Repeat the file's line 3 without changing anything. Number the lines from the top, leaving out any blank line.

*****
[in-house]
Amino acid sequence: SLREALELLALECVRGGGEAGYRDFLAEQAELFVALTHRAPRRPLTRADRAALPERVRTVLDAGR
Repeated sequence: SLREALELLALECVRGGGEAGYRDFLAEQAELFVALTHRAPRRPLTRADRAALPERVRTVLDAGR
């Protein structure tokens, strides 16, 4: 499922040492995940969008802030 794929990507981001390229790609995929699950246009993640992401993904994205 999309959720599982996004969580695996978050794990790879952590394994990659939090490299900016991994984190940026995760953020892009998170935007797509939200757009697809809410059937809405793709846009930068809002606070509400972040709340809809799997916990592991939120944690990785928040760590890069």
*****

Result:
Repeated sequence: SLREALELLALECVRGGGEAGYRDFLAEQAELFVALTHRAPRRPLTRADRAALPERVRTVLDAGR